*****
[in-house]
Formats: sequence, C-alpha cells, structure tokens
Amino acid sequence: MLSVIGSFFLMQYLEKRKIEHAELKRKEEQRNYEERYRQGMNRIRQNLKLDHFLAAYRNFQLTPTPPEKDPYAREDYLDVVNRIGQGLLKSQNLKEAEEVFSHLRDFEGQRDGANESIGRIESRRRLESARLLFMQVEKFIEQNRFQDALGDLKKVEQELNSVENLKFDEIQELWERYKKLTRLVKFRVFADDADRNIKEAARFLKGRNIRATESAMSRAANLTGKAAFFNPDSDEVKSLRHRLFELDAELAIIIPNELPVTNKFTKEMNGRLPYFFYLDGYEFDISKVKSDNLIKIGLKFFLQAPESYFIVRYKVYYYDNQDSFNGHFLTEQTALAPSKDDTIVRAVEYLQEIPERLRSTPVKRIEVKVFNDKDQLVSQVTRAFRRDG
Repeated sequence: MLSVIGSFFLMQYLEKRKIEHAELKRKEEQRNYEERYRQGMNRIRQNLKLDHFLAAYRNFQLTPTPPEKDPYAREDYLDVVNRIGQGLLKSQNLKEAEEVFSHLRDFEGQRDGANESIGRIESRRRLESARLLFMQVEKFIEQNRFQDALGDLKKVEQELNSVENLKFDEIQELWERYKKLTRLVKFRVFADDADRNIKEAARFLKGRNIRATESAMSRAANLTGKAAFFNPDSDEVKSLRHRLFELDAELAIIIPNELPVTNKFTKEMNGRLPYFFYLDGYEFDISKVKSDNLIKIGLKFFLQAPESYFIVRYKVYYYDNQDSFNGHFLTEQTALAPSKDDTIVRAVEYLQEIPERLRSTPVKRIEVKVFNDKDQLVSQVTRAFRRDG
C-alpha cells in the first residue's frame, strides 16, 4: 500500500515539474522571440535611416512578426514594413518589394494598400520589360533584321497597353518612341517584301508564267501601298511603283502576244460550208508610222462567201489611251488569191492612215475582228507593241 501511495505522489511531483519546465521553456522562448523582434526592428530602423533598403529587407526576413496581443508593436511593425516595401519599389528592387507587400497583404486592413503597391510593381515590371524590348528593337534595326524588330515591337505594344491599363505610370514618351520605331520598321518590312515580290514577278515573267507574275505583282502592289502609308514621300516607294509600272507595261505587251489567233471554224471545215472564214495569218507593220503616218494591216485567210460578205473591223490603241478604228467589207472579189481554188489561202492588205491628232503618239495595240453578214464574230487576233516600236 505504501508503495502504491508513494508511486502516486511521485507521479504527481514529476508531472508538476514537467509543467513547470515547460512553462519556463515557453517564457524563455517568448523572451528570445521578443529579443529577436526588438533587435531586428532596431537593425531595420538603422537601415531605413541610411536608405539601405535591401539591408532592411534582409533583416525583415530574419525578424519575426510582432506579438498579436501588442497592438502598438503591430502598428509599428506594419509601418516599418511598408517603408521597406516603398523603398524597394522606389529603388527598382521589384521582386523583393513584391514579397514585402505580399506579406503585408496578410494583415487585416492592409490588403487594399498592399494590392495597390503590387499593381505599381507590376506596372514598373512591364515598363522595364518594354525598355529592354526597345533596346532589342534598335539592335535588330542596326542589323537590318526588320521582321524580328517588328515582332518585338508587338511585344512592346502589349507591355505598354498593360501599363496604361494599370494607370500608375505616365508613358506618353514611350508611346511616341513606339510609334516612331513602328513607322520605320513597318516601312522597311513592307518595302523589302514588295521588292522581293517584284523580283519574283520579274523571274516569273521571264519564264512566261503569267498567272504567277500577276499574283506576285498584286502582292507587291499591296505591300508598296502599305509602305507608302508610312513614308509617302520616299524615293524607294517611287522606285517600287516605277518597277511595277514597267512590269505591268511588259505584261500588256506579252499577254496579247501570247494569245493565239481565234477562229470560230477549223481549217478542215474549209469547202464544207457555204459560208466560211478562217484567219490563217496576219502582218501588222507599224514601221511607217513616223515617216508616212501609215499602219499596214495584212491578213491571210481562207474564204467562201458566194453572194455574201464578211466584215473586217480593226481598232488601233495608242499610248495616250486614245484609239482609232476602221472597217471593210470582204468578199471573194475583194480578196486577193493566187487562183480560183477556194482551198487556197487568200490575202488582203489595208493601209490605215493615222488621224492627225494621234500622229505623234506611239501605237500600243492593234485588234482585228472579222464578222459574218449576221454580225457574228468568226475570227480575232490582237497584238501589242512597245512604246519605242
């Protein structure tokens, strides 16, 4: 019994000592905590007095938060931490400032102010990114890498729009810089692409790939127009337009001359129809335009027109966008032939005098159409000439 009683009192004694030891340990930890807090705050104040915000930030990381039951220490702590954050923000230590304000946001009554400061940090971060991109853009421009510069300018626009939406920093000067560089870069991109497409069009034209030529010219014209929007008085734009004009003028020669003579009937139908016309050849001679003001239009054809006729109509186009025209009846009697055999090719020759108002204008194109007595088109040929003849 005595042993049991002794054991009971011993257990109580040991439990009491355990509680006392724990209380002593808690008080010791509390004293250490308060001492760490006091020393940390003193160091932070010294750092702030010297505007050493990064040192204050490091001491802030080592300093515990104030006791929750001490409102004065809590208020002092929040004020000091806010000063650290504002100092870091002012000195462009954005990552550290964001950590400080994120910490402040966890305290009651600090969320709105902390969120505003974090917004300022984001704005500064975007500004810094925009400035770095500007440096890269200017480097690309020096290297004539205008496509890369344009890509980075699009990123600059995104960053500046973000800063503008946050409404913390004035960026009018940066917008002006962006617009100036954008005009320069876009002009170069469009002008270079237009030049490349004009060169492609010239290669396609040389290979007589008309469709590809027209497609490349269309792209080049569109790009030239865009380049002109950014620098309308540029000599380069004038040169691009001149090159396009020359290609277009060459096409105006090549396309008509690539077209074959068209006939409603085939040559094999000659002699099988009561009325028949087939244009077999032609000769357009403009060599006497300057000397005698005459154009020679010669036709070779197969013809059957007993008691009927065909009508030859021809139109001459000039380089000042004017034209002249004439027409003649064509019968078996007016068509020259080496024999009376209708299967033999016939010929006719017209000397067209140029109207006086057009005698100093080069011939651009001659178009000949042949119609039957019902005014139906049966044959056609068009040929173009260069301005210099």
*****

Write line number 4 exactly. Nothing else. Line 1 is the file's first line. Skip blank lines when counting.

Repeated sequence: MLSVIGSFFLMQYLEKRKIEHAELKRKEEQRNYEERYRQGMNRIRQNLKLDHFLAAYRNFQLTPTPPEKDPYAREDYLDVVNRIGQGLLKSQNLKEAEEVFSHLRDFEGQRDGANESIGRIESRRRLESARLLFMQVEKFIEQNRFQDALGDLKKVEQELNSVENLKFDEIQELWERYKKLTRLVKFRVFADDADRNIKEAARFLKGRNIRATESAMSRAANLTGKAAFFNPDSDEVKSLRHRLFELDAELAIIIPNELPVTNKFTKEMNGRLPYFFYLDGYEFDISKVKSDNLIKIGLKFFLQAPESYFIVRYKVYYYDNQDSFNGHFLTEQTALAPSKDDTIVRAVEYLQEIPERLRSTPVKRIEVKVFNDKDQLVSQVTRAFRRDG